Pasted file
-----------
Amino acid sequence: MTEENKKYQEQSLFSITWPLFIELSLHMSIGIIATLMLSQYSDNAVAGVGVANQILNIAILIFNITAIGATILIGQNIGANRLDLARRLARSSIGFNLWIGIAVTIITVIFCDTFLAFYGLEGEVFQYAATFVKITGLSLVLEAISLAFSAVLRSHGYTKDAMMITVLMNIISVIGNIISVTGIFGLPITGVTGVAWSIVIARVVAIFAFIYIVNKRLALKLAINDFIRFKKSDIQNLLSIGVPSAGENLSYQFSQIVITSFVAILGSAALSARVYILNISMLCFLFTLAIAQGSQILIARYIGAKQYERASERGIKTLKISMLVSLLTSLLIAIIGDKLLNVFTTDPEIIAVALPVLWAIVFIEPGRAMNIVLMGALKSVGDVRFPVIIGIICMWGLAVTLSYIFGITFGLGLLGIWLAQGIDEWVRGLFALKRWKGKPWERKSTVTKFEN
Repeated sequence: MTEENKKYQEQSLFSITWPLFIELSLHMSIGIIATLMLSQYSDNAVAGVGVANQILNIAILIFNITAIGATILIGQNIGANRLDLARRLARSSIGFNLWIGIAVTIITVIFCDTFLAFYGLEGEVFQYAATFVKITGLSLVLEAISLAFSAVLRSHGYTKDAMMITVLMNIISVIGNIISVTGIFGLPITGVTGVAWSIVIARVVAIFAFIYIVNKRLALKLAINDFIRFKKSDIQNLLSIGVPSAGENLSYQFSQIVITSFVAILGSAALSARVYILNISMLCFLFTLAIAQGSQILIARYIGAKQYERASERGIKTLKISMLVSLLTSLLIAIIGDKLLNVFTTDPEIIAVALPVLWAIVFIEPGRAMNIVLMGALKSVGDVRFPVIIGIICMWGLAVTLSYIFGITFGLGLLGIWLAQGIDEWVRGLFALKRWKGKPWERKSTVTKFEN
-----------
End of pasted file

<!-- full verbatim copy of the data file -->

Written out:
Amino acid sequence: MTEENKKYQEQSLFSITWPLFIELSLHMSIGIIATLMLSQYSDNAVAGVGVANQILNIAILIFNITAIGATILIGQNIGANRLDLARRLARSSIGFNLWIGIAVTIITVIFCDTFLAFYGLEGEVFQYAATFVKITGLSLVLEAISLAFSAVLRSHGYTKDAMMITVLMNIISVIGNIISVTGIFGLPITGVTGVAWSIVIARVVAIFAFIYIVNKRLALKLAINDFIRFKKSDIQNLLSIGVPSAGENLSYQFSQIVITSFVAILGSAALSARVYILNISMLCFLFTLAIAQGSQILIARYIGAKQYERASERGIKTLKISMLVSLLTSLLIAIIGDKLLNVFTTDPEIIAVALPVLWAIVFIEPGRAMNIVLMGALKSVGDVRFPVIIGIICMWGLAVTLSYIFGITFGLGLLGIWLAQGIDEWVRGLFALKRWKGKPWERKSTVTKFEN
Repeated sequence: MTEENKKYQEQSLFSITWPLFIELSLHMSIGIIATLMLSQYSDNAVAGVGVANQILNIAILIFNITAIGATILIGQNIGANRLDLARRLARSSIGFNLWIGIAVTIITVIFCDTFLAFYGLEGEVFQYAATFVKITGLSLVLEAISLAFSAVLRSHGYTKDAMMITVLMNIISVIGNIISVTGIFGLPITGVTGVAWSIVIARVVAIFAFIYIVNKRLALKLAINDFIRFKKSDIQNLLSIGVPSAGENLSYQFSQIVITSFVAILGSAALSARVYILNISMLCFLFTLAIAQGSQILIARYIGAKQYERASERGIKTLKISMLVSLLTSLLIAIIGDKLLNVFTTDPEIIAVALPVLWAIVFIEPGRAMNIVLMGALKSVGDVRFPVIIGIICMWGLAVTLSYIFGITFGLGLLGIWLAQGIDEWVRGLFALKRWKGKPWERKSTVTKFEN